I didn’t think that “Call Me If You Get Lost” could get better. It’s the perfect album: Tyler, the Creator’s natural cadence paired with DJ Drama’s hype man role feels harmonic. I wouldn’t change a thing.
Then “The Estate Sale” was released.
Comprised of eight new tunes — the first acting as a fan thank you and introduction — “Call Me If You Get Lost: The Estate Sale” builds off the style and fanfare of the original album, whilst adding new signatures of its own.
The first true track “STUNTMAN” featuring Vince Staples is easy to follow. It’s a carefully crafted pop track that is sure to hit the charts soon. Staples compliments Tyler’s chaotic nature by creating a conversational feel to the verses. They’re stunting on their fans by showcasing their effortless talent.
“WHAT A DAY” evokes a calmer atmosphere with its sampled chorus. I originally thought the sample said, “What a day to get lost,” an almost perfect alignment to the theme of the album. Instead, the singer says, “What a day at the park,” which is fine, but not what I wanted personally. Either way, the song subtly flexes Tyler’s wealth, adding homages to various high-end LA suburbs.
On the morning of its release, Tyler tweeted how “WHARF TALK” was his favorite of these releases. I have to agree. Focusing on Tyler’s singing and giving a cameo to none other than A$AP Rocky, it feels like a night out on the water with friends. If the one takeaway from this review is to listen to “WHARF TALK,” I’ve done my job right.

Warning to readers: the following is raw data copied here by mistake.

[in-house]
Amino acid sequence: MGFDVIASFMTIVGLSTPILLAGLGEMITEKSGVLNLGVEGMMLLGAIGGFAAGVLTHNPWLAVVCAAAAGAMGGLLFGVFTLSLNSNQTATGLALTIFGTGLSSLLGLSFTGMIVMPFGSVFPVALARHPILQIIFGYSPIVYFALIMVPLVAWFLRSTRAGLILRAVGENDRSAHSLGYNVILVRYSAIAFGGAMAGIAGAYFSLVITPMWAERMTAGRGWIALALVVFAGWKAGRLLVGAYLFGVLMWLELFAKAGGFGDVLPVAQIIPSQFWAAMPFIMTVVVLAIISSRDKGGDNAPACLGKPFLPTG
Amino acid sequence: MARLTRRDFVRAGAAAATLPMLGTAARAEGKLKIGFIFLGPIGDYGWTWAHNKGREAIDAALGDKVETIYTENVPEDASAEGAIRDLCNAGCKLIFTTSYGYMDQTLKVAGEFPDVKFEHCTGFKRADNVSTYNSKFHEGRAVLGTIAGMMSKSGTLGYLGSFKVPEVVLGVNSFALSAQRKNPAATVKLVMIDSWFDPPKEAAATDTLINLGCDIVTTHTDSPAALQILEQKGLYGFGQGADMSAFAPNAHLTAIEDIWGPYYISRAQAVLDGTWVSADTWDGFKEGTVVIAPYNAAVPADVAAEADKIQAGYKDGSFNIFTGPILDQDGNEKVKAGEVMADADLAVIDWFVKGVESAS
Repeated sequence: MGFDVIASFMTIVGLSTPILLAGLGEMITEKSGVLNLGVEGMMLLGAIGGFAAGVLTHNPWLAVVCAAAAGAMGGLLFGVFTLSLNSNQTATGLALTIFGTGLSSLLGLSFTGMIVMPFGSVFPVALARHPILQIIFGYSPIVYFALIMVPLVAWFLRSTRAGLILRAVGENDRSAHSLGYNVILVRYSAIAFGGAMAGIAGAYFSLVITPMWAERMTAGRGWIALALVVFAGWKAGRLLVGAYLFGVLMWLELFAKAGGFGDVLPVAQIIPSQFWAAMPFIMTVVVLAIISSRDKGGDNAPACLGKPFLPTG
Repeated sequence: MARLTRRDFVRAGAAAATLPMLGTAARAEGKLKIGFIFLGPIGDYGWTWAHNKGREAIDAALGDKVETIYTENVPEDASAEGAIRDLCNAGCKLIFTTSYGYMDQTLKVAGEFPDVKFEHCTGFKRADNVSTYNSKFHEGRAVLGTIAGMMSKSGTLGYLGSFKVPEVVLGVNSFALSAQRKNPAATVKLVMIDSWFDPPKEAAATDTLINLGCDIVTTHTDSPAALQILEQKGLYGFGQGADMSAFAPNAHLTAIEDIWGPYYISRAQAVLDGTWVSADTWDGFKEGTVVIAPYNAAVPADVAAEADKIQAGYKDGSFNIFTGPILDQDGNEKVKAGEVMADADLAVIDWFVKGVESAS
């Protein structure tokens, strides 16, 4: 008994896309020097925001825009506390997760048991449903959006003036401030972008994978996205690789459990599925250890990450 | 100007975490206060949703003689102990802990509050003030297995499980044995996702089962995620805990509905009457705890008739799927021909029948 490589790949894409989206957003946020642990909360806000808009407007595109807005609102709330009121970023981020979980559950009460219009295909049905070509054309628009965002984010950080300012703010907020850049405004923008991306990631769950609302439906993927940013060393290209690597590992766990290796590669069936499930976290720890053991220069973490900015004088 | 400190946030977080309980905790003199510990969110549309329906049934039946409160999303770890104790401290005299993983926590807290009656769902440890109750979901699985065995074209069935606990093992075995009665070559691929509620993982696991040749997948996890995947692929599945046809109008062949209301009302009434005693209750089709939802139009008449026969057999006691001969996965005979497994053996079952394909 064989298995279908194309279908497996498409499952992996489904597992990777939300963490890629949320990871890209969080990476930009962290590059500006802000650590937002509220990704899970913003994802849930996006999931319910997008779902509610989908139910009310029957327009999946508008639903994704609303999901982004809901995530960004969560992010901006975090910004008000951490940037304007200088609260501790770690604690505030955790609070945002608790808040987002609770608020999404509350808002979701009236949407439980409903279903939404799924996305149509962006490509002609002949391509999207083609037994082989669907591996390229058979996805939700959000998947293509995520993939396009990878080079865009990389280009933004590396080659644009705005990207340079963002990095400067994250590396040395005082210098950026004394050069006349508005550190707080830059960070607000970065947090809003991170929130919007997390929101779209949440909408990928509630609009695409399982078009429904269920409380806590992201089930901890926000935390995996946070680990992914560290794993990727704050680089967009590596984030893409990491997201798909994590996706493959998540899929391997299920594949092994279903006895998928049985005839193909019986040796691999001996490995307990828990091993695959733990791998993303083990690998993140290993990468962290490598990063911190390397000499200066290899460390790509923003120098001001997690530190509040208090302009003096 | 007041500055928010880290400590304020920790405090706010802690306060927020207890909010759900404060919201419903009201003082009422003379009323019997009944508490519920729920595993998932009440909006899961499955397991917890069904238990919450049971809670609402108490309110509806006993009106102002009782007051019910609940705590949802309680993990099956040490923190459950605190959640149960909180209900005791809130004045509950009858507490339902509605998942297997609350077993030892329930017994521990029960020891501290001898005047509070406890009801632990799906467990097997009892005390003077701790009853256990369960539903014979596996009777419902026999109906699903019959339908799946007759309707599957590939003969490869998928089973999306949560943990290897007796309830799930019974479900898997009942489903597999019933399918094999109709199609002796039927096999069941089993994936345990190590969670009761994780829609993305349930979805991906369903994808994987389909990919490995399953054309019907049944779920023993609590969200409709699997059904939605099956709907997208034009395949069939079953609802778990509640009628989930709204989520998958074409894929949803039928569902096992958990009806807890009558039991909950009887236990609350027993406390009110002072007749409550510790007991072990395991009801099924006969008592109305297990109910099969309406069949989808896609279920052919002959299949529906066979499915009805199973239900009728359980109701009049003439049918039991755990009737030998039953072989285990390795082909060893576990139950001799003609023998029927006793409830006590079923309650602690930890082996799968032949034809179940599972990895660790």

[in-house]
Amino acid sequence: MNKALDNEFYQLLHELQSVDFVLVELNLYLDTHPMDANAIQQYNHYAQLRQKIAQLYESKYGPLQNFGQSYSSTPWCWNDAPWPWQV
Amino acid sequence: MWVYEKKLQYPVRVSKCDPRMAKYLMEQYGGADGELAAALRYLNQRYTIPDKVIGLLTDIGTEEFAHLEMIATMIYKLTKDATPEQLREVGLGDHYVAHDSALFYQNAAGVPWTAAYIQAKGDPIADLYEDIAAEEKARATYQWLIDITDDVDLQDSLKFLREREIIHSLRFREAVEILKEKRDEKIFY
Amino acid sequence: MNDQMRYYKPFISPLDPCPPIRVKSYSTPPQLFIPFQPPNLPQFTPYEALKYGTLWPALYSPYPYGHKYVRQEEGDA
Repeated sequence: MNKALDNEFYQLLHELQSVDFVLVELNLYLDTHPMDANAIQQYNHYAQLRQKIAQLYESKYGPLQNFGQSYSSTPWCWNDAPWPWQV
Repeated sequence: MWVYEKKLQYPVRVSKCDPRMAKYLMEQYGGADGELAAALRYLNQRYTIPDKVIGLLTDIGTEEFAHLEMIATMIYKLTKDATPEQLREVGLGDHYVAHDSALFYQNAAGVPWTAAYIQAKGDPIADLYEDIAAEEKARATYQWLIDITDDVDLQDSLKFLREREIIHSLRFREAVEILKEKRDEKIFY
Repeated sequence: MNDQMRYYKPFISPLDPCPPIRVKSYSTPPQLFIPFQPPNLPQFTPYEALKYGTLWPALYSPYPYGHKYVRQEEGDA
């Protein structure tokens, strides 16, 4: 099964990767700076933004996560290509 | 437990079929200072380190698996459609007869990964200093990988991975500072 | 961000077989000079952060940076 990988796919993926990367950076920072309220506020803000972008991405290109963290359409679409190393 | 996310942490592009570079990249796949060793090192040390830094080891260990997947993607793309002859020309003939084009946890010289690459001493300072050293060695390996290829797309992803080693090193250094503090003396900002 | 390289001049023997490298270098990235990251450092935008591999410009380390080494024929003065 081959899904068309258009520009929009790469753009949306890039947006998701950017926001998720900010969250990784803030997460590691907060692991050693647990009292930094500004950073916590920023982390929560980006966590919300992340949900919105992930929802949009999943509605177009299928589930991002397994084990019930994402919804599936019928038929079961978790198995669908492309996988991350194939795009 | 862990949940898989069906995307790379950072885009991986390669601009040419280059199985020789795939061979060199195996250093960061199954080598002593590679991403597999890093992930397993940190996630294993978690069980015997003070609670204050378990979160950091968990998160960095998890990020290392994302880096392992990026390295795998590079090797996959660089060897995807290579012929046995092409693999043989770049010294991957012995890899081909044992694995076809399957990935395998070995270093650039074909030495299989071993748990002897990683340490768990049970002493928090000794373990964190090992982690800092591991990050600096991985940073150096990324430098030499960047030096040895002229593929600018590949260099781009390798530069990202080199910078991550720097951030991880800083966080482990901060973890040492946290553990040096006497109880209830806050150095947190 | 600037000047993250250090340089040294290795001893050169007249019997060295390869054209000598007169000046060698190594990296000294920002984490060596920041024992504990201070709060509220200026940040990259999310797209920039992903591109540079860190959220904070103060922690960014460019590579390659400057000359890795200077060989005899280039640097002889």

“DOGTOOTH” has my favorite chorus on “The Estate Sale” and one of my favorite lyrical cadences I’ve heard in music. “She can ride my face, I don’t want nothin’ in return” is such a good line. I have no bad words to say.
Tyler fantasizes about the future in “HEAVEN TO ME.” It’s cute and sweet, but not as sweet as “BOYFRIEND, GIRLFRIEND.” This is the “SWEET/I THOUGHT YOU WANTED TO DANCE” of the Estate Sale. It’s more of a horny song than “SWEET” but it holds the same romantic sentiment. With phrases like “wishing on a star,” it’s purely adorable.
The album closes with “SORRY NOT SORRY.” As a person who compulsively says sorry, I adore this song. Tyler apologizes for everything that’s wrong with him while realizing that everyone is just like him. The general apologies make it relatable to everyone. The song ends how the original cut of the album ends, bringing the whole thing full circle.
If you’re a Tyler, the Creator fan, you’ll love delving into these B-sides. If you’ve never listened to Tyler, the Creator before, this new release is an amazing place to start.